Published March 25, 2019 • By Thea Garcia • 2 min read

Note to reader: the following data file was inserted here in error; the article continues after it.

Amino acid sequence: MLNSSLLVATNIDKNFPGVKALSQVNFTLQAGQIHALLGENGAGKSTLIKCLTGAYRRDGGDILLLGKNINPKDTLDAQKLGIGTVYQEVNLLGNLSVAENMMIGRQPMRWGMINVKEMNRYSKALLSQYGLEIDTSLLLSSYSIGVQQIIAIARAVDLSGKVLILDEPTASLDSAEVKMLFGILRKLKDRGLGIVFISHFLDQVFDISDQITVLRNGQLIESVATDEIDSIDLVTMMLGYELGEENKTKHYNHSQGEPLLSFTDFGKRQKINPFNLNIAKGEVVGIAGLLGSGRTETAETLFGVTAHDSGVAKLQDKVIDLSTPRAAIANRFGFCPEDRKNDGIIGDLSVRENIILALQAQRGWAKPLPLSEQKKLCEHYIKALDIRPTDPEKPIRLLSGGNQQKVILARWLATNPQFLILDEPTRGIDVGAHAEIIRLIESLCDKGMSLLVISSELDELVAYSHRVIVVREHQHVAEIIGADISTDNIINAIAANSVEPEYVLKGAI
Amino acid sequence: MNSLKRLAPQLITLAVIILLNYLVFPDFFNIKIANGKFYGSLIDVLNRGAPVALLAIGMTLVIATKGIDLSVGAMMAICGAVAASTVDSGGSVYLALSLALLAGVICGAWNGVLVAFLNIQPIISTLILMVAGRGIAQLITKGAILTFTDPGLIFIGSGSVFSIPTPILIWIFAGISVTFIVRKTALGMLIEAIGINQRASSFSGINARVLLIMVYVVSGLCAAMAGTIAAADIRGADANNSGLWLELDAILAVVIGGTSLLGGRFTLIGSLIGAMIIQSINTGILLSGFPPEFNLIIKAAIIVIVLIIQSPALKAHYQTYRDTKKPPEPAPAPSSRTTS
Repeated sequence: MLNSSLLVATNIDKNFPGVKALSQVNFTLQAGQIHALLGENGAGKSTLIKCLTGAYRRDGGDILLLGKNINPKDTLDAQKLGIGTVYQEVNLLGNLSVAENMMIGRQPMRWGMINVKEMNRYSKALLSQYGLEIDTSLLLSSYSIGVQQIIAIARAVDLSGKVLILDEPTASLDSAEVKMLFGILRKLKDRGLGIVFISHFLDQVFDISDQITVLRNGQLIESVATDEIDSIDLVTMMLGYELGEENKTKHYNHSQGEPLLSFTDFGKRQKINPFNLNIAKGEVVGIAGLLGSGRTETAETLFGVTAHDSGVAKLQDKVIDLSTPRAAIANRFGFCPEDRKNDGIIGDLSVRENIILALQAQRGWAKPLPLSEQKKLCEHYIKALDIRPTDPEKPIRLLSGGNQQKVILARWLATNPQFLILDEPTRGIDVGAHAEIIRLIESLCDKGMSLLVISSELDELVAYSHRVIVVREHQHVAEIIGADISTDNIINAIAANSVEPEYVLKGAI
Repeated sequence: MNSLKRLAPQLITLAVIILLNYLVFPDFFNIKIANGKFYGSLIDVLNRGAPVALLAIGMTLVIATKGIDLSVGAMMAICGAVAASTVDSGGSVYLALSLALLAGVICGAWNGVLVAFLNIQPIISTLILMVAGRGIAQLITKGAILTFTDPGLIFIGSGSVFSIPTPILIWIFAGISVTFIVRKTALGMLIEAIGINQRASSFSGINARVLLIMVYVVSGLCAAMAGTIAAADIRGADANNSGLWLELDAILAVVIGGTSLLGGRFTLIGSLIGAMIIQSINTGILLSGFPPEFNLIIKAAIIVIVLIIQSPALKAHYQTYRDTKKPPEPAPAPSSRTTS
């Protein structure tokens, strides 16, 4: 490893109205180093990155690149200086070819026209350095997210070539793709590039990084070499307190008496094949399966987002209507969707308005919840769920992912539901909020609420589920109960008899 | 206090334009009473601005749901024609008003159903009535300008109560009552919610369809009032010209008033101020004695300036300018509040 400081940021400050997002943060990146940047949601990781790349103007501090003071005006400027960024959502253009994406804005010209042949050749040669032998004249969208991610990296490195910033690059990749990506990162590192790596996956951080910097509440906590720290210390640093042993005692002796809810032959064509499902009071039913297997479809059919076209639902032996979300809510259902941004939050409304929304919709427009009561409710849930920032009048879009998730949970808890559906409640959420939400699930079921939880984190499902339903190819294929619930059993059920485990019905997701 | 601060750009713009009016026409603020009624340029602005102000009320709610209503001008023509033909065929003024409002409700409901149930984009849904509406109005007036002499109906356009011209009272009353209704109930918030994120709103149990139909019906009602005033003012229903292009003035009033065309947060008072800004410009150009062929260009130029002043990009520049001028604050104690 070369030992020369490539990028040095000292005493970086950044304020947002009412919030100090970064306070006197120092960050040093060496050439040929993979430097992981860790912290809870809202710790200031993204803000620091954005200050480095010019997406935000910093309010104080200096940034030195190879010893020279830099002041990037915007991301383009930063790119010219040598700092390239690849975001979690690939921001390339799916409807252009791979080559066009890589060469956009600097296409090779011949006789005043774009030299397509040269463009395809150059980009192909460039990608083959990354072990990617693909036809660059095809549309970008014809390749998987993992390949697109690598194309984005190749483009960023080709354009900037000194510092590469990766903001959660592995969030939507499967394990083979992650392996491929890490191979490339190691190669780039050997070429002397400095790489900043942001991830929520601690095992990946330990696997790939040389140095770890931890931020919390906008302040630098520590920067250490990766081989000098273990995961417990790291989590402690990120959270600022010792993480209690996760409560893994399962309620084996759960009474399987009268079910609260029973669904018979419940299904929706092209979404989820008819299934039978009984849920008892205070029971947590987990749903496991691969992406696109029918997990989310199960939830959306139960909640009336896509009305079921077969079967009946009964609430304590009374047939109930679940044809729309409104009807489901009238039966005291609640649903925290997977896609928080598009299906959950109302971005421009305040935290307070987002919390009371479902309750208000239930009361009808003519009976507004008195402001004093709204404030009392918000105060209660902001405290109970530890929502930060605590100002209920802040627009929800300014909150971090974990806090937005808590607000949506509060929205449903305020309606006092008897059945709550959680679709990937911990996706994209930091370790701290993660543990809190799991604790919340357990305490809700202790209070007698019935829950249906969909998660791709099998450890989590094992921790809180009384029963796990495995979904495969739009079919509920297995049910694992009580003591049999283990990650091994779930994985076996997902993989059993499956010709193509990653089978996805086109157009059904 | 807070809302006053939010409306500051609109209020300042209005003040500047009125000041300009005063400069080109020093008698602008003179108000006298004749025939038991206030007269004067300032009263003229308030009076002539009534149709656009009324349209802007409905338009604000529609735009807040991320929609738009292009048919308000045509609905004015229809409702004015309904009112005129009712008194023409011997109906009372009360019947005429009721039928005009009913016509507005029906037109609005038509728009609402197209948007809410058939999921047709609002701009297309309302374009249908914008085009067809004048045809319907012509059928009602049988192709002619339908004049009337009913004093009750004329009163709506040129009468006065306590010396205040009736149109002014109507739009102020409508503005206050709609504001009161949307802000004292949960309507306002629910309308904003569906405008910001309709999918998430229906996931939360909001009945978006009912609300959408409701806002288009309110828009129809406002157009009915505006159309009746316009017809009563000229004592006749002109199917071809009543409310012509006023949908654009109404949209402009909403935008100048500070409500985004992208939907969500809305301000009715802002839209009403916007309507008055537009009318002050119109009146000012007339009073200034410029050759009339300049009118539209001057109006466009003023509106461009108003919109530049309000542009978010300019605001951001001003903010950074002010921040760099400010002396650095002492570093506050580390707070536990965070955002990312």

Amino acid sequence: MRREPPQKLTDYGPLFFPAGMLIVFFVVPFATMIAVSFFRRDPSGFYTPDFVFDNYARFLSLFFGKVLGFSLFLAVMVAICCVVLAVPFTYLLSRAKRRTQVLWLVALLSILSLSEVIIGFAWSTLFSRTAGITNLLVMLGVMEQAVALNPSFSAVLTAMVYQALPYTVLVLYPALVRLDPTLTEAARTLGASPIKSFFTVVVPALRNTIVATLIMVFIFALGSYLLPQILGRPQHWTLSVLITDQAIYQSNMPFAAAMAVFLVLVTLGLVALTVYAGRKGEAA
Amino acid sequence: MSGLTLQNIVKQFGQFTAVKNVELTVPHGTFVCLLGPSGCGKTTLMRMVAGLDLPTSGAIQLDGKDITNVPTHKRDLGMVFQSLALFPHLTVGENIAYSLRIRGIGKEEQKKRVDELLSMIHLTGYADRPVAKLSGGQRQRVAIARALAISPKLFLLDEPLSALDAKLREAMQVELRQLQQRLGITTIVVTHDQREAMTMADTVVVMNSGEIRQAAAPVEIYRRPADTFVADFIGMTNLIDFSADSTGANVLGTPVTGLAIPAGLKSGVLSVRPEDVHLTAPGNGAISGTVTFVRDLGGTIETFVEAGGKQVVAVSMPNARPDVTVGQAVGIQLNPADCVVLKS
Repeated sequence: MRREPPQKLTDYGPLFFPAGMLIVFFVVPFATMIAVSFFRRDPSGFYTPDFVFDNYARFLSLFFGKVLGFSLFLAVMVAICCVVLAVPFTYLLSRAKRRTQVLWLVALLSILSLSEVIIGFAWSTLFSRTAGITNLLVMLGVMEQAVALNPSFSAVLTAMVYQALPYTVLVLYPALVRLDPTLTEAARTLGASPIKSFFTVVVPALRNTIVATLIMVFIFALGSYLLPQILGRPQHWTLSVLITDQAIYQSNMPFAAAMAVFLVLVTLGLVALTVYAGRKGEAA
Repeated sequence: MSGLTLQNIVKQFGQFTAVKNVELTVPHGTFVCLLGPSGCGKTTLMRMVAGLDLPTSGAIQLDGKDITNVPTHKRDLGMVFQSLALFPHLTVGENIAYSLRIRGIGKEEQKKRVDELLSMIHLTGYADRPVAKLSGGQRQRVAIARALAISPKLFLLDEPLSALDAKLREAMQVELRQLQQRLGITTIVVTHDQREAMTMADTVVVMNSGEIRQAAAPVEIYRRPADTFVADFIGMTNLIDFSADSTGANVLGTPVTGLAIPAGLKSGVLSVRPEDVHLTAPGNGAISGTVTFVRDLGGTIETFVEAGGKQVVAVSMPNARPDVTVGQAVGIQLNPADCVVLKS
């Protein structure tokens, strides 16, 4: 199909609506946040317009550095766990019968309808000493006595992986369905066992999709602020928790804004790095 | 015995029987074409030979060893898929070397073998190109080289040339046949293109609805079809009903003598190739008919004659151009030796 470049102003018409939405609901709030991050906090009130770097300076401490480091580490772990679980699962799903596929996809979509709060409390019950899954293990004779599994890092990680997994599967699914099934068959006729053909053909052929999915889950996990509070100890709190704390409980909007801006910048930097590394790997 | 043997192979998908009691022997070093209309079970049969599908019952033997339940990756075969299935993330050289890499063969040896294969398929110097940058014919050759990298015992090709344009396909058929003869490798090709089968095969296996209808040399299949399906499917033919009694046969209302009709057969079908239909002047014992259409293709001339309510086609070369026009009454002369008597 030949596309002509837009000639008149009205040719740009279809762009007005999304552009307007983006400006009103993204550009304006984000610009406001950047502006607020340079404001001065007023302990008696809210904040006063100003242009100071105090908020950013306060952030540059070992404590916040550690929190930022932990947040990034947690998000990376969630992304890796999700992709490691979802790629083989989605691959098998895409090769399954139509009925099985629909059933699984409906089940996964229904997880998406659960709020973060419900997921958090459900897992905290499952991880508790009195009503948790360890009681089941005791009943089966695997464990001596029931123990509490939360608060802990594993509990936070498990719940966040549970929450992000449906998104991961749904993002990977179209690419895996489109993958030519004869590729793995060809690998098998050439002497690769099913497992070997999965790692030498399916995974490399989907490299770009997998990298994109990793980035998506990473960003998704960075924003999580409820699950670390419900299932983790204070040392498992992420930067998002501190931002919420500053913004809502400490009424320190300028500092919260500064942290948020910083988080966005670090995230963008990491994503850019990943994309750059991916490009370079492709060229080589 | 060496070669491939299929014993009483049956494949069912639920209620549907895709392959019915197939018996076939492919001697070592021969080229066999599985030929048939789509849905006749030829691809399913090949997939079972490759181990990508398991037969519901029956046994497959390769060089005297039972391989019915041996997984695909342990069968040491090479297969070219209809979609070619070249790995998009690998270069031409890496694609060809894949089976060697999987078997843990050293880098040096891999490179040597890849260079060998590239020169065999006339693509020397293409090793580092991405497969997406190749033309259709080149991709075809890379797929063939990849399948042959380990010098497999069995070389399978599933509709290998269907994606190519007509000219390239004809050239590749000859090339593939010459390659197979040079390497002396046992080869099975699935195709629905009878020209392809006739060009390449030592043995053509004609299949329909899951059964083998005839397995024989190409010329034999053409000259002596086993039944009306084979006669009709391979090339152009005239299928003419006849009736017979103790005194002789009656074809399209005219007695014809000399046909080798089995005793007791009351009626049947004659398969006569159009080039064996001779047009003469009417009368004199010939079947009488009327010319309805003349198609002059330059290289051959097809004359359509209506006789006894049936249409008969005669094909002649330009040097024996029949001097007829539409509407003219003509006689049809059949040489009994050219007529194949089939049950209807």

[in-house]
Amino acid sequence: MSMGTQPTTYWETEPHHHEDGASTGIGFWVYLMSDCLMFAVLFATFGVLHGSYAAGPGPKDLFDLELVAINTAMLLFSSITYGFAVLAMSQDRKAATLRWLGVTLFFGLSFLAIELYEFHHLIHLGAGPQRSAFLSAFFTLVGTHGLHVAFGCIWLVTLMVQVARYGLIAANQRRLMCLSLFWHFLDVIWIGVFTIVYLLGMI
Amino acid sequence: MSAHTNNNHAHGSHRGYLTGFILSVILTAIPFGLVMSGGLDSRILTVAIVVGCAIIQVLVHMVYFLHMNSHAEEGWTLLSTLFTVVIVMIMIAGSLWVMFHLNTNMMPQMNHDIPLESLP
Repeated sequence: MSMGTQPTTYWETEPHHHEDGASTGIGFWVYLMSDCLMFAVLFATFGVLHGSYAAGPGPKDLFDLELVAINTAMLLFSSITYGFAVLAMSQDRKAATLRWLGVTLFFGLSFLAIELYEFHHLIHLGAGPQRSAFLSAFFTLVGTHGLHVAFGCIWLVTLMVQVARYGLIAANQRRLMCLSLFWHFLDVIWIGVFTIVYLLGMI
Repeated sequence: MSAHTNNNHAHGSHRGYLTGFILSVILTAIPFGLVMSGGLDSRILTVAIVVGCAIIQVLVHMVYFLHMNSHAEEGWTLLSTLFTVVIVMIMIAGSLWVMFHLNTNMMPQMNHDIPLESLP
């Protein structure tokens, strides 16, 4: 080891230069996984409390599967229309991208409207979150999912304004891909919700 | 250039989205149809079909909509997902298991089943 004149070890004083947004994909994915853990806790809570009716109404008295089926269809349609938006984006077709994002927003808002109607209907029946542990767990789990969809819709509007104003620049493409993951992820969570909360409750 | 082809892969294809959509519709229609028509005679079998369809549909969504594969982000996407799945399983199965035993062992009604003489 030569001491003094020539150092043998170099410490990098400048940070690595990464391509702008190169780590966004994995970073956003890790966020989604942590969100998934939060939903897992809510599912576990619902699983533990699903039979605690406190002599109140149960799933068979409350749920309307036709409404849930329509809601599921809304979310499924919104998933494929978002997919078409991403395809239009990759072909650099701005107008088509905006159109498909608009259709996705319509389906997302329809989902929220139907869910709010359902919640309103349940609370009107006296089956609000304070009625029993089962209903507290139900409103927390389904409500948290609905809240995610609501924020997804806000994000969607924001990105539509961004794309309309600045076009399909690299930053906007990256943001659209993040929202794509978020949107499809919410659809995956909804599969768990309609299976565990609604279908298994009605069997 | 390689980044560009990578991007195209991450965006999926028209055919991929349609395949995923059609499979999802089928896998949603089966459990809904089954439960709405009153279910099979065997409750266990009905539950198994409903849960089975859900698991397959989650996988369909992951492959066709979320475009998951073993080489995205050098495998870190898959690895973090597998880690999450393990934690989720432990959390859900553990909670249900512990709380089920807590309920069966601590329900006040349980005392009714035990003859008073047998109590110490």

The non-profit, privately held company consisting of healthcare, technology, and information security leaders, Health Information Trust Alliance (HITRUST), created the HITRUST Common Security Framework (CSF) to ease the healthcare industry’s compliance burden. The Health Insurance Portability and Availability Act (HIPAA) requires that healthcare organizations and their business associates establish security controls that protect sensitive information. Personal Health Information (PHI) and electronic PHI (ePHI) is defined as information about a person’s health that can be linked back to the individual. HIPAA’s security requirements integrate several industry standards, frameworks, and regulatory requirements including but not limited to COBIT, ISO, NIST, and PCI DSS. To better manage HIPAA compliance requirements, many organizations choose to become HITRUST CSF certified. The HITRUST CSF is a security framework that aggregates relevant information security controls from the standards and regulations incorporated into HIPAA. Thus, it creates a single framework that healthcare providers and their business associates can use to meet the technology requirements embedded in HIPAA. The HITRUST CSF certification process starts with a self-assessment. During the self-assessment process, the organization will review all the locations where it creates, accesses, stores, and exchanges PHI. After completing this inventory, the organization must engage in the risk management process. Risk management requires both a risk assessment and risk analysis. In the risk assessment, the organization determines the threats that can impact ePHI. In the risk analysis, the organization determines the likelihood of the threat’s occurrence and the impact the threat can have. Once the organization finishes the risk assessment and risk analysis, it then moves on to determining whether it will accept, transfer, mitigate, or refuse the risk. If the company chooses to accept the risk, it establishes controls to protect the information. HITRUST requires that any healthcare provider or business associate wishing to be HITRUST CSF certified engage an approved CSF assessor to do an audit. The CSF assessor reviews the risk management program and controls’ effectiveness, then submits a final report. If the CSF assessor finds that the organization meets the HITRUST CSF certification requirements, then the application is submitted to HITRUST for approval.